At age 20, when a lot of students are still trying to decide on an undergraduate major, Rosemary Reynolds is working in her career of choice and is halfway through her master’s degree at the University of Florida.
And it’s all because, several years ago, she decided to get a head start on her education at Polk State College.
“Besides being a major cornerstone in the local community, I believe that Polk State College was the absolute perfect place to begin my experience in higher education. My positive experiences at Polk State have enabled me to pursue my passion for the field of educational technology at UF,” she said.
A Winter Haven native, Polk State’s Winter Haven campus has been part of Reynolds’ life for as long as she can remember. Her mother used to push her in a stroller across campus. She learned to ride her bike on the sidewalks near the soccer fields. Her dad taught her to drive in the parking lots.
Perhaps because of that familiarity, Reynolds became a Polk State student as soon as she could, dual enrolling at the College at age 15. Dual enrollment is a program that allows high school students to simultaneously complete requirements for their diplomas while earning college credits.
“Dual enrollment allowed me to steadily become accustomed to face-to-face classes and develop insightful connections with faculty and fellow students,” she said.
From that point on, Reynolds was off and running in higher education — and years ahead of most students her age.
In 2013, at 18, she graduated with her Associate in Arts degree. In 2015, at 19, she completed her Bachelor of Applied Science in Supervision and Management.
The decision to continue at Polk State to achieve the highest level of education she could, Reynolds said, was easy.
“I never considered transferring to another college or university for my BAS for several reasons. Of course, at the time, I lived extremely close to the Winter Haven campus, which was very convenient. Also, the low tuition rates, small classes, and my personal history with the College made it the perfect place to continue my undergraduate education beyond the AA,” she said.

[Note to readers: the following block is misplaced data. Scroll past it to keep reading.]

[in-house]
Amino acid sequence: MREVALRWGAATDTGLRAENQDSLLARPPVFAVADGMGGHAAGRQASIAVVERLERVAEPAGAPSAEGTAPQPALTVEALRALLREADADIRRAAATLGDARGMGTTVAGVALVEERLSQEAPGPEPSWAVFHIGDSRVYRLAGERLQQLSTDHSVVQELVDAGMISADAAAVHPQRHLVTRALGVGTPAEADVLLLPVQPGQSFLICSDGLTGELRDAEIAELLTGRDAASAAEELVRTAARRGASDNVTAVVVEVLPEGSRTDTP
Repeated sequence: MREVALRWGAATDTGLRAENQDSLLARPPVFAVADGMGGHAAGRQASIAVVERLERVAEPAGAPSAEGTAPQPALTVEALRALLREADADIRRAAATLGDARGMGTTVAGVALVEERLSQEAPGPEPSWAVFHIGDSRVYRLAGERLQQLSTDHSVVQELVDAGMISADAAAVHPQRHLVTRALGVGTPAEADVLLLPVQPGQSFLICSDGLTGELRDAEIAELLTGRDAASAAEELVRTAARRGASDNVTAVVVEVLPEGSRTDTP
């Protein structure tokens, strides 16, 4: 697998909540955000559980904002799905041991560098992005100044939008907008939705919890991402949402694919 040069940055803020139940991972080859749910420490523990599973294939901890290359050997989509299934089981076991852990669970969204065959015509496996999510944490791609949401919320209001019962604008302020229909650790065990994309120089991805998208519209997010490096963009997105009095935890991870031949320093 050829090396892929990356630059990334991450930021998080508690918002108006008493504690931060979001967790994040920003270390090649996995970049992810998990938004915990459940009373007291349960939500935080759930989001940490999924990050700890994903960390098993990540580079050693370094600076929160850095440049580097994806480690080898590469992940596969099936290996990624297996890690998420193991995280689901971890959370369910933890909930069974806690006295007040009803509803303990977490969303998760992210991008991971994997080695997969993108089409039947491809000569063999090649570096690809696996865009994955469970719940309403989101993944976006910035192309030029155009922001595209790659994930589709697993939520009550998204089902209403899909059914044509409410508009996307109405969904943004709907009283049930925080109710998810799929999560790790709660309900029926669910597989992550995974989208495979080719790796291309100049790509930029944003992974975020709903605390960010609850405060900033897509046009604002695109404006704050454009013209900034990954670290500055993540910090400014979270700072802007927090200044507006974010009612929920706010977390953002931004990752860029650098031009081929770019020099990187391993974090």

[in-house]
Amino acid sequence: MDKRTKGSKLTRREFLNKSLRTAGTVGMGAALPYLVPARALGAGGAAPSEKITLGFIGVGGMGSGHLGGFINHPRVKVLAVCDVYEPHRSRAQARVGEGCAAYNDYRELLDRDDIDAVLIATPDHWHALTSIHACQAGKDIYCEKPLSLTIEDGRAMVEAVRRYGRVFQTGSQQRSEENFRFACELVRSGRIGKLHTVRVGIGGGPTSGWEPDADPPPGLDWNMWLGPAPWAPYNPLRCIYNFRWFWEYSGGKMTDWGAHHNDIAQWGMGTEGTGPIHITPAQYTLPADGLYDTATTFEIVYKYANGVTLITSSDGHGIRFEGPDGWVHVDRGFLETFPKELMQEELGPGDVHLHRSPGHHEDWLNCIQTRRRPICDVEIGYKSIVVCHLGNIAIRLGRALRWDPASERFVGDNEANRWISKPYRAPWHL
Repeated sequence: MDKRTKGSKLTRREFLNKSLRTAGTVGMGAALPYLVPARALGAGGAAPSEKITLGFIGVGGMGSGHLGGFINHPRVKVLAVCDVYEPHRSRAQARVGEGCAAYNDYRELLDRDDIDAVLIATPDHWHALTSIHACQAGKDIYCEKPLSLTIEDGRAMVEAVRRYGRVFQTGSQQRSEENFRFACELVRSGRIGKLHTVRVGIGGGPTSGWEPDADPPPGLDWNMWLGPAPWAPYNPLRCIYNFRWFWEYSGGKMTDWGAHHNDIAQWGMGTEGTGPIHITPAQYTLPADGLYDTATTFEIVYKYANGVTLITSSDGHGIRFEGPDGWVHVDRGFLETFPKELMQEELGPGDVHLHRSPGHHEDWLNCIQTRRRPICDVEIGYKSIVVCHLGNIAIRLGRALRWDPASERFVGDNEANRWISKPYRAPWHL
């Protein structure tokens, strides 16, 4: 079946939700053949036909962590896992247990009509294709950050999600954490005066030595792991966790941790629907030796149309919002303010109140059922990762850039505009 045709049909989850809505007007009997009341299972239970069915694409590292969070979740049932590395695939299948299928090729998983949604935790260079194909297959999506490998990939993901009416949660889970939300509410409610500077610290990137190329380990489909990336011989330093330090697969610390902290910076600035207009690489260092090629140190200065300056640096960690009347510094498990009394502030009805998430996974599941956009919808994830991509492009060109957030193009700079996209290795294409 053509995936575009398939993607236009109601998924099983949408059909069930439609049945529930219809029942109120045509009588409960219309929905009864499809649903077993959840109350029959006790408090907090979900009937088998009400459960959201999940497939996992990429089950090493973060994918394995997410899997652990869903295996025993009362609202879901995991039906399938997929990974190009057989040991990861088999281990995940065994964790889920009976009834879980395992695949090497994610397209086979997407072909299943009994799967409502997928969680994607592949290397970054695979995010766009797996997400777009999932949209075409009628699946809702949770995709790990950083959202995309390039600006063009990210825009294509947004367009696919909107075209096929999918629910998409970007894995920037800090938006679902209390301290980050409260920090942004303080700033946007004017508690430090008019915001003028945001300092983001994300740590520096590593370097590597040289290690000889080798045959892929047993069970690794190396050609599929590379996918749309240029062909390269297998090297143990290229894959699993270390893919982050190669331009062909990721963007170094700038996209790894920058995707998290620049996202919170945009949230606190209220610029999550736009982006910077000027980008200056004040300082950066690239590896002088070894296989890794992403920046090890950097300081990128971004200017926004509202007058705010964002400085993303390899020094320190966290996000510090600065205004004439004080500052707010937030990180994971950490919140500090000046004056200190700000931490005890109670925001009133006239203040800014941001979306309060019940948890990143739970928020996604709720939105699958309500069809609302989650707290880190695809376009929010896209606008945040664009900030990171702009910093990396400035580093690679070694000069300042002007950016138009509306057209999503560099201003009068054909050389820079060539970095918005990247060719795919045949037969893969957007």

In 2016, Reynolds completed the College’s Educator Preparation Institute, an accelerated training program for aspiring teachers who hold non-education baccalaureate degrees. The daughter of educators, Reynolds has long dreamed of going into the field herself.
While at Polk State, Reynolds was also involved in student life, including serving as secretary and president of the Winter Haven Honors Program Student Council.
“The Honors Program was a huge part of my Polk State experience,” she said. “It offered plenty of leadership and learning opportunities.”
Today, Reynolds is teaching web design and computer science at Lake Region High School, and completing her Master of Education in Curriculum and Instruction with a concentration in Educational Technology at UF. She expects to graduate in summer 2017.
Reynolds plans to continue her education to earn a doctoral degree in Educational Technology from UF. She’d also like to write a book one day. At this rate, she’ll have time for all that — and much more.
Polk State, she said, offers opportunities that can change lives and accelerate dreams — all students have to do is take advantage of them.
“Know what you want to do and go and do it as quickly as possible,” Reynolds said, in a bit of advice to incoming Polk State students. “Start off with having your end goal in mind and work to make that your career.”
Polk State College’s education programs include bachelor’s degrees in Early Childhood Education and Elementary Education, an associate’s degree in Early Childhood Education and Management, and the Educator Preparation Institute, an accelerated training option for anyone who has a non-education bachelor’s degree and wants to become a teacher.
Polk State College’s history is rich with stories of alumni who have gone on to make impacts, whether in the classrooms and laboratories of prestigious universities, the rough and tumble of commerce, or the halls of political power. Over the years, thousands of Polk State graduates have leveraged their education and experiences at Polk to transform their own lives and the lives of others. This transformation is the essence of what it means to “be Polk.” Whether in big ways or small ways, Polk State alumni embrace the challenge of living lives that matter. News@polk regularly profiles these alumni. Their story is the story of Polk. They are The Pride of Polk.